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AIDS. 2004 Jan 2;18(1):45-9.

Impact of 5 years of maximally successful highly active antiretroviral therapy on CD4 cell count and HIV-1 DNA level.

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  • 1Service d'Immunologie Clinique, Université René-Descartes, Faculté de Médecine Necker-Enfants Malades, Paris, France.



To evaluate the impact on CD4 cell count and HIV-1 DNA level in peripheral blood mononuclear cells (PBMC) of long-term highly active antiretroviral therapy (HAART) in the setting of maximal success, i.e., constant plasma HIV-1 RNA load suppression.


Retrospective analysis of patients selected for a constantly undetectable plasma HIV-1 RNA load since HAART initiation.


HIV-1 DNA was measured in PBMC using a real-time polymerase chain reaction assay. Loess estimates and regression analysis were used for modelling the variations of the CD4 cell count and HIV DNA level over time.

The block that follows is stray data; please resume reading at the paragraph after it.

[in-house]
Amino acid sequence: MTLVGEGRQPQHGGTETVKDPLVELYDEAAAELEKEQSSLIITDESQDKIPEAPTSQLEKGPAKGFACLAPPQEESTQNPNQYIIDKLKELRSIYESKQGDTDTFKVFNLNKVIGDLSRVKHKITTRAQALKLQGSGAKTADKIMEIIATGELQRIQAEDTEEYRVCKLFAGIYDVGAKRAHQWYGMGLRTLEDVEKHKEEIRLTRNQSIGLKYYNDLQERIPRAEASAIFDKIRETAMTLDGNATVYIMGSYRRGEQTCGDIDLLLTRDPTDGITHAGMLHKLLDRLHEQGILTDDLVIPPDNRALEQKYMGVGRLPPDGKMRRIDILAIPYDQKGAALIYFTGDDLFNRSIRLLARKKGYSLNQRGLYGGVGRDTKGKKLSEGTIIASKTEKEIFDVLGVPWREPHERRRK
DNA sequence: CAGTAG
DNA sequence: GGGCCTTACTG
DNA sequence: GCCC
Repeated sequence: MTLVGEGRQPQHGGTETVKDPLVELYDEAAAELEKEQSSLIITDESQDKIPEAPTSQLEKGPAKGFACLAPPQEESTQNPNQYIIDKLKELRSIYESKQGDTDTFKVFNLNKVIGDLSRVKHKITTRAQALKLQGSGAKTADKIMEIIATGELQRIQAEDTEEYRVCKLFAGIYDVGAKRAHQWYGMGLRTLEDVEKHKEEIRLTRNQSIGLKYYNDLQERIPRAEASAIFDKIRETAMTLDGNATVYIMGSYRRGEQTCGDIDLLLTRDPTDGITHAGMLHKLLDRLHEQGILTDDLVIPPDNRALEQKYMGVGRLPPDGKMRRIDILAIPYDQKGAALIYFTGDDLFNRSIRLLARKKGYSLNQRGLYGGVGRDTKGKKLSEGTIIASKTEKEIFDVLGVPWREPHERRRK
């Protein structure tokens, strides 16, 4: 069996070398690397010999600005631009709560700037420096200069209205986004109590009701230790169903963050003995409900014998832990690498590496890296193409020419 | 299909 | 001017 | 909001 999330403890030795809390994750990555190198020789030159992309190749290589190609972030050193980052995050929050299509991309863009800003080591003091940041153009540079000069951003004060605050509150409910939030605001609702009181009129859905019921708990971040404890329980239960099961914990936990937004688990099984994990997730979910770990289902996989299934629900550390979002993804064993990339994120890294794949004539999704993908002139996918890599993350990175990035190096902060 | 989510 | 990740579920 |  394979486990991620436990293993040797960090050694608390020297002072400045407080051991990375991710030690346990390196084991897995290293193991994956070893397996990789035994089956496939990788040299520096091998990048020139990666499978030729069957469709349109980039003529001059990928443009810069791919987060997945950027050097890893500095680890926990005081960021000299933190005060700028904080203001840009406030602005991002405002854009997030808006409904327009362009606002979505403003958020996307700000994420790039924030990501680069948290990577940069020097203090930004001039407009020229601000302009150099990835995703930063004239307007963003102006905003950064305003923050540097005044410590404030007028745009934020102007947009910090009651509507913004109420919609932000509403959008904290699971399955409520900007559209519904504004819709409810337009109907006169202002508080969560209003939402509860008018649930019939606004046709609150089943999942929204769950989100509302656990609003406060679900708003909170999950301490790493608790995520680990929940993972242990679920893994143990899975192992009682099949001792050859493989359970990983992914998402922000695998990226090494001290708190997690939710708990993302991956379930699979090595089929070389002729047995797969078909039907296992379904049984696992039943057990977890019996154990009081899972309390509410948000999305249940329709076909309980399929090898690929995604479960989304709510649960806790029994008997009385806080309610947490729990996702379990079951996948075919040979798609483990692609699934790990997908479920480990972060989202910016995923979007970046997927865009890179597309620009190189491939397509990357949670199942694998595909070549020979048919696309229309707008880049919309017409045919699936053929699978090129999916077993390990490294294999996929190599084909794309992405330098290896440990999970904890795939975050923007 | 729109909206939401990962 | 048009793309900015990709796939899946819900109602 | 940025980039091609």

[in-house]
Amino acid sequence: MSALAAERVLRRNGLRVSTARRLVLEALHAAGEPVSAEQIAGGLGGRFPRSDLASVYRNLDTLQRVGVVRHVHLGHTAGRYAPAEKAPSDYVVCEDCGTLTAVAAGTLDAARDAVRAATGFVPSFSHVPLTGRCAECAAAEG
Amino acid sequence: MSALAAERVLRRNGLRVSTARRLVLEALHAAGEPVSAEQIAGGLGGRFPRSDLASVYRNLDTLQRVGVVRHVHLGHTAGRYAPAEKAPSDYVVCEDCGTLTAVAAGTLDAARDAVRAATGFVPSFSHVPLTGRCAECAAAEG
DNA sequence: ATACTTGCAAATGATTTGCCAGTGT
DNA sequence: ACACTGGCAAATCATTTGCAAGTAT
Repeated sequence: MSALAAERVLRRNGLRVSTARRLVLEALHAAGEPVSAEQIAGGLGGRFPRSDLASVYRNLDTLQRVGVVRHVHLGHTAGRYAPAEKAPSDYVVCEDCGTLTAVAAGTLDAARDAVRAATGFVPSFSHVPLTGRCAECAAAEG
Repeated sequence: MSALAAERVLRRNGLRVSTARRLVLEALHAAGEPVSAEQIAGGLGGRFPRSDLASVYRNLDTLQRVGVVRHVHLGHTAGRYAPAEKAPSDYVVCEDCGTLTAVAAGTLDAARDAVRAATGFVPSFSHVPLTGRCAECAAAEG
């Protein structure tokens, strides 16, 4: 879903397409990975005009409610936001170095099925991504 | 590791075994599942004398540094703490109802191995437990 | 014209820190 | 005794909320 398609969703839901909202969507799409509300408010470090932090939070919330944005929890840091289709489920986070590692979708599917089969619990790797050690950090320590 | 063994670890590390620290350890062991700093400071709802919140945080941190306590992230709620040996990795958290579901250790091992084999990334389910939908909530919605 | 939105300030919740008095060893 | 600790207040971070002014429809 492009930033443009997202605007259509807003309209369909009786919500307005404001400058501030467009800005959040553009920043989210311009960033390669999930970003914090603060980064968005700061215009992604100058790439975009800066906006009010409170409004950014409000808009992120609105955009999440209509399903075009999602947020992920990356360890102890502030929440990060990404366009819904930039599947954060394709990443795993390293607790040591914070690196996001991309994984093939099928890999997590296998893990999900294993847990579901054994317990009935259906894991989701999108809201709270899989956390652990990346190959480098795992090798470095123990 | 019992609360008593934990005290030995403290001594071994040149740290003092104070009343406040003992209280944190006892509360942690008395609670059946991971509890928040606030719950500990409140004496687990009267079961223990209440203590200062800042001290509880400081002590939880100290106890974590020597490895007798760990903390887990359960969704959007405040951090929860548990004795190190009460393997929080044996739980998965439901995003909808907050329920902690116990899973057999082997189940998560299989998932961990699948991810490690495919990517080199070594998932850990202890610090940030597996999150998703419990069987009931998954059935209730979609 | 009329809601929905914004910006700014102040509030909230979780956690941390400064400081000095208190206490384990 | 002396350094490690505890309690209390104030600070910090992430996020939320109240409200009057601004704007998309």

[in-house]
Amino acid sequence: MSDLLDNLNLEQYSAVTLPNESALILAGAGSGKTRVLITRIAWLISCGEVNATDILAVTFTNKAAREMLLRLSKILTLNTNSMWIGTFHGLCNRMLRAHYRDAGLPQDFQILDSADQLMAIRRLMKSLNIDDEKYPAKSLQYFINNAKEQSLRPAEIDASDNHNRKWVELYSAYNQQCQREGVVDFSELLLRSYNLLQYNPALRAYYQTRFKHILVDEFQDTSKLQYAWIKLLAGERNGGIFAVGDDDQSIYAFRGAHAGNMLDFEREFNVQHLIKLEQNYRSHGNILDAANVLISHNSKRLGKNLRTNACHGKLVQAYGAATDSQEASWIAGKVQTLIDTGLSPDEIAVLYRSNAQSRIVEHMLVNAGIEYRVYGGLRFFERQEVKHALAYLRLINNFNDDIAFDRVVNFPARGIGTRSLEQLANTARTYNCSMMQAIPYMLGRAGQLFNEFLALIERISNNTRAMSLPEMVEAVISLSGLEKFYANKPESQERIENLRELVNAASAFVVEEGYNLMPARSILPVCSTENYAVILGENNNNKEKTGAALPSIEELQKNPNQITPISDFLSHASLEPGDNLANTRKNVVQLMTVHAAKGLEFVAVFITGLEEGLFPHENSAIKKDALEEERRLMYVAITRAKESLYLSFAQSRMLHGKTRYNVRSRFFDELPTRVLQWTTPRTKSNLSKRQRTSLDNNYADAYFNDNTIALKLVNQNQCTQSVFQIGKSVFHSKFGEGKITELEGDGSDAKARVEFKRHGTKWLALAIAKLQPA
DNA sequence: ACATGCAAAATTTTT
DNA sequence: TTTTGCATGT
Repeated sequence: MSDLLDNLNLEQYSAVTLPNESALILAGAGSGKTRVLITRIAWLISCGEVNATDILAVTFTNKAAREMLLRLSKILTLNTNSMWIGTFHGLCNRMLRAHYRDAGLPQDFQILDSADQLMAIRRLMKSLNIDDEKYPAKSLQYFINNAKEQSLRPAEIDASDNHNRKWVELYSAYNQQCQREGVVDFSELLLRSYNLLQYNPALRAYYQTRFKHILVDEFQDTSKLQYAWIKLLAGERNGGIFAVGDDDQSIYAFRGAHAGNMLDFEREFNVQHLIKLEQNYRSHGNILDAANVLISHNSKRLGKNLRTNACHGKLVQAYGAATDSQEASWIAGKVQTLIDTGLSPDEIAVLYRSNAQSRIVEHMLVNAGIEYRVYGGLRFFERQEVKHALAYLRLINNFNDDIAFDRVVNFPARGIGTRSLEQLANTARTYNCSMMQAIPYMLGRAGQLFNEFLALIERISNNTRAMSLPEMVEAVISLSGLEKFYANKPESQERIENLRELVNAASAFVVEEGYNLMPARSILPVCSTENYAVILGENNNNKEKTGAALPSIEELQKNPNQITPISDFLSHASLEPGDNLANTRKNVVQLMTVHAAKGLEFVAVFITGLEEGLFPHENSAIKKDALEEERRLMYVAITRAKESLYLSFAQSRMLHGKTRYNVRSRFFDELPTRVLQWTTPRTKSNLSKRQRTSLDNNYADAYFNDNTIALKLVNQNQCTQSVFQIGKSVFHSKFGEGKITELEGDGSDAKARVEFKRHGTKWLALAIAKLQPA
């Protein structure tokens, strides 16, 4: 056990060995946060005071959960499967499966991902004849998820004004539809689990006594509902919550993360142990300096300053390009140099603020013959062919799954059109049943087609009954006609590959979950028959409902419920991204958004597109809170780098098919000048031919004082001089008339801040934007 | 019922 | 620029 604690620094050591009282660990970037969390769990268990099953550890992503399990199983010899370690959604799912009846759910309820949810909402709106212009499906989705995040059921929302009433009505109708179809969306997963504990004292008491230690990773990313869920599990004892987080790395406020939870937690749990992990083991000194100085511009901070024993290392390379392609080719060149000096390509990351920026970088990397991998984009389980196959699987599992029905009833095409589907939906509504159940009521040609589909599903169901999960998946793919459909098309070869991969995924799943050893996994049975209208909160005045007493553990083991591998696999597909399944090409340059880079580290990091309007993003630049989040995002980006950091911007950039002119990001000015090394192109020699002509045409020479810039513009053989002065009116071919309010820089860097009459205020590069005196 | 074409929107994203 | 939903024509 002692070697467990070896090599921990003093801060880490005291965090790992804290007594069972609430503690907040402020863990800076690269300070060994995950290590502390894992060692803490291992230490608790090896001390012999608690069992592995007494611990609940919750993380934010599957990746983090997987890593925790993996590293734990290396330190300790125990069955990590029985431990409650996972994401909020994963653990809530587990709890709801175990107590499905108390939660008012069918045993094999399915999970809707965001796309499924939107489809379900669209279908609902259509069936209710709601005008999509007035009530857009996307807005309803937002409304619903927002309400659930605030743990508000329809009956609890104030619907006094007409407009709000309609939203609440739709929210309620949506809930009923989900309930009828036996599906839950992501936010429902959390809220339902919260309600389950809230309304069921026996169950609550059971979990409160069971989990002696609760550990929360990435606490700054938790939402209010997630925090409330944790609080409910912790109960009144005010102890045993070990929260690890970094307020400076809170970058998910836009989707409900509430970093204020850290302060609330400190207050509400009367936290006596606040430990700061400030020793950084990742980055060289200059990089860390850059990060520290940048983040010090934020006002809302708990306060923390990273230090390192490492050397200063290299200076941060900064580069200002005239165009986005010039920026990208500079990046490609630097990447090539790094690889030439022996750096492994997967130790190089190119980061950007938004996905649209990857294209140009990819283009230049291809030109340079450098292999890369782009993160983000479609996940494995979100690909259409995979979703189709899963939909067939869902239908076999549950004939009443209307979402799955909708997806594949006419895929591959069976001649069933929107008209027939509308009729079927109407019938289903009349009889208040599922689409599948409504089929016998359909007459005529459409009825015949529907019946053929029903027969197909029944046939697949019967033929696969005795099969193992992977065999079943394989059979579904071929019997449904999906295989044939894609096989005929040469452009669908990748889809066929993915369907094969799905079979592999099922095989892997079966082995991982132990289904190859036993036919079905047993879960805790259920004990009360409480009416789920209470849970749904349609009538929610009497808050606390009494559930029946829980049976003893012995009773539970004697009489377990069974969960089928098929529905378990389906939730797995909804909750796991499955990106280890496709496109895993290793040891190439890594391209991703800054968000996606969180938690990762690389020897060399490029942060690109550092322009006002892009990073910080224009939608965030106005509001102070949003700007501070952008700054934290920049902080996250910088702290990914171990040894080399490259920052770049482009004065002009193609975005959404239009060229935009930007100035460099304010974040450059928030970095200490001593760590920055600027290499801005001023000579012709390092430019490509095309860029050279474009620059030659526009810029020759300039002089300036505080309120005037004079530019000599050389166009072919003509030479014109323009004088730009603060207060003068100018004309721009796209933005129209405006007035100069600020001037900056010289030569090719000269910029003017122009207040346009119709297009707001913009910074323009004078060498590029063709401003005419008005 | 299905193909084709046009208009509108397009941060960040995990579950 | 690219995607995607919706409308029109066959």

The study included 41 patients chronically infected with HIV-1 who had been taking HAART for a median duration of 60.4 months and had an undetectable plasma HIV RNA load ever since the first 6 months of HAART; 25 were tested for HIV-1 DNA. The mean CD4 cell count increase was high during the first 18 months on therapy (168 x 10 cells/l per year), much lower afterwards (38 x 10 cells/l per year), independently of the baseline CD4 cell count. Most of the patients (73.2%) reached a CD4 cell count constantly > or = 400 x 10/l during follow-up. HIV-1 DNA showed a mean decrease of 0.48 log10 copies/10 PBMC during the first year, of 0.18 log10 copies/10 PBMC per year during the 2nd and 3rd years, but no significant decrease afterwards.


These results question the benefit of very long-term maintenance of HAART in terms of CD4 gain and HIV-1 DNA reduction.

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